Seven times Tour de France winner Lance Armstrong hits out at doping charges
LANCE Armstrong has again protested his innocence of doping after the Unites States Doping Agency (USADA) formally charged him on Tuesday in a fifteen page letter to the seven time former Tour de France winner.
Armstong confirmed on Twitter last night that he had received the letter - which alleges doping involving EPO, blood transfusions, testosterone and masking agent activities between 1998 and 2011. Until he answers the charges he must discontinue his comeback as a Triathlete
USADA has contined to investigate Armstong despite the fact that the US Attonrey's Office decided against bringing charges against the Texan in February when they ended a two year investigation into allegations into the misuse of Federal funds for doping by Armstrong and the US Postal team.
It is believed, however, that much of the anecdotal evidence and accusations gathered from that investiagation, including that of disgraced drug cheats Floyd Landis and Tyler Hamilton, was passed on to USADA although the "evidence" was considered unreliable in a court of law.
The USADA investigators have continued to take evidence from other former colleagues and associates and alleges it collected blood smaples form Armstong in 2009 and 2010 - his comeback years in the Tour de France after he retired in 2005 - that were "fully consistent with blood manipulation including EPO use and/or blood transfusions." Despite constant testing throughout this period Armstrong has never supplied a positive test with USADA or anybody else.
The letter also implicates Armstrong's former Director sportif Johan Bruyneel and Italian doctore Michele Ferrari and claims that the "the witness to the conduct described in this letter includes more than ten cyclists."
Armstong remained admant that he was innocent of any such charges and, as one of the most tested athletes in history pointed to his record. In a statement last night he also queeried why he alone has been charged despite other riders, giving evidence, apparently admitting their own use of drugs while riding for him as a colleague.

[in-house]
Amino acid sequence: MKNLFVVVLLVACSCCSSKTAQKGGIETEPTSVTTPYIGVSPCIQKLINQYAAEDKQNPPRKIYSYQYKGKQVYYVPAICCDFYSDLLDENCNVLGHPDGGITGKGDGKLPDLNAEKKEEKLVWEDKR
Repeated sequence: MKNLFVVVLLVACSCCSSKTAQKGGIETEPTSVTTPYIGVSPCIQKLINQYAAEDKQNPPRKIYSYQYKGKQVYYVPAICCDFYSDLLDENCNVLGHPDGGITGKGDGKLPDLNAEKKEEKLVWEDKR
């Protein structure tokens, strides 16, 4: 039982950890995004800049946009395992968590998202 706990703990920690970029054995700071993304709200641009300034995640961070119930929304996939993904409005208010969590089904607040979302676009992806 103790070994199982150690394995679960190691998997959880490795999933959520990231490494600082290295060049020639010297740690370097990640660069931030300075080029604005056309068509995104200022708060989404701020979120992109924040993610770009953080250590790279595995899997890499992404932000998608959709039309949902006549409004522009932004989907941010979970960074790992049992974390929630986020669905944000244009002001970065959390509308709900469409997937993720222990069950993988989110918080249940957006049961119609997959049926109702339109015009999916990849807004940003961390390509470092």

"USADA intends to again dredge up discredited allegations dating back more than 16 years. I have never doped, and, unlike many of my accusers, I have competed as an endurance athlete for 25 years with no spike in performance, passed more than 500 drug tests and never failed one.
"These charges are baseless, motivated by spite and advanced through testimony bought and piad for by prmoises of anonymity and immunity.
"That USADA ignores this fundamental distinction and chrages me instead of admitted dopers says far more about USADA, its lack of fairness and this vendetta than it does about my guilt or innocence. Any fiar consideration of these allegation has and will continue to vindicate me."
USADA - a quasi government agency that oversees anti-doping within Olympics sports in the USA - doesn't have the authority to bring criminal charges it can, if irrefutable evidence is supplies, suspend a competitor and in extreme cases rescind awards so if the charges that have laid result in a formal hearing and finding of guilt Armnstong could potentially be stripped of his Tour de France titles.
Travis Tygart, CEO of USADA, said: “In response to numerous inquiries regarding the public statements made by Mr. Lance Armstrong, we can confirm that written notice of allegations of anti-doping rule violations was sent yesterday to him and to five additional individuals all formerly associated with the United States Postal Service (USPS) professional cycling team. These individuals include three team doctors and two team officials. This formal notice letter is the first step in the multi-step legal process for alleged sport anti-doping rule violations.
"USADA only initiates matters supported by the evidence. We do not choose whether or not we do our job based on outside pressures, intimidation or for any reason other than the evidence. Our duty on behalf of clean athletes and those that value the integrity of sport is to fairly and thoroughly evaluate all the evidence available and when there is credible evidence of doping, take action under the established rules.
"As in every USADA case, all named individuals are presumed innocent of the allegations unless and until proven otherwise through the established legal process. If a hearing is ultimately held then it is an independent panel of arbitrators, not USADA that determines whether or not these individuals have committed anti-doping rule violations as alleged.
"At this time USADA will not comment on the evidence or have further comment unless or until it is appropriate.”
The document can be viewed at http://online.wsj.com/public/resources/documents/armstrongcharging0613.pdf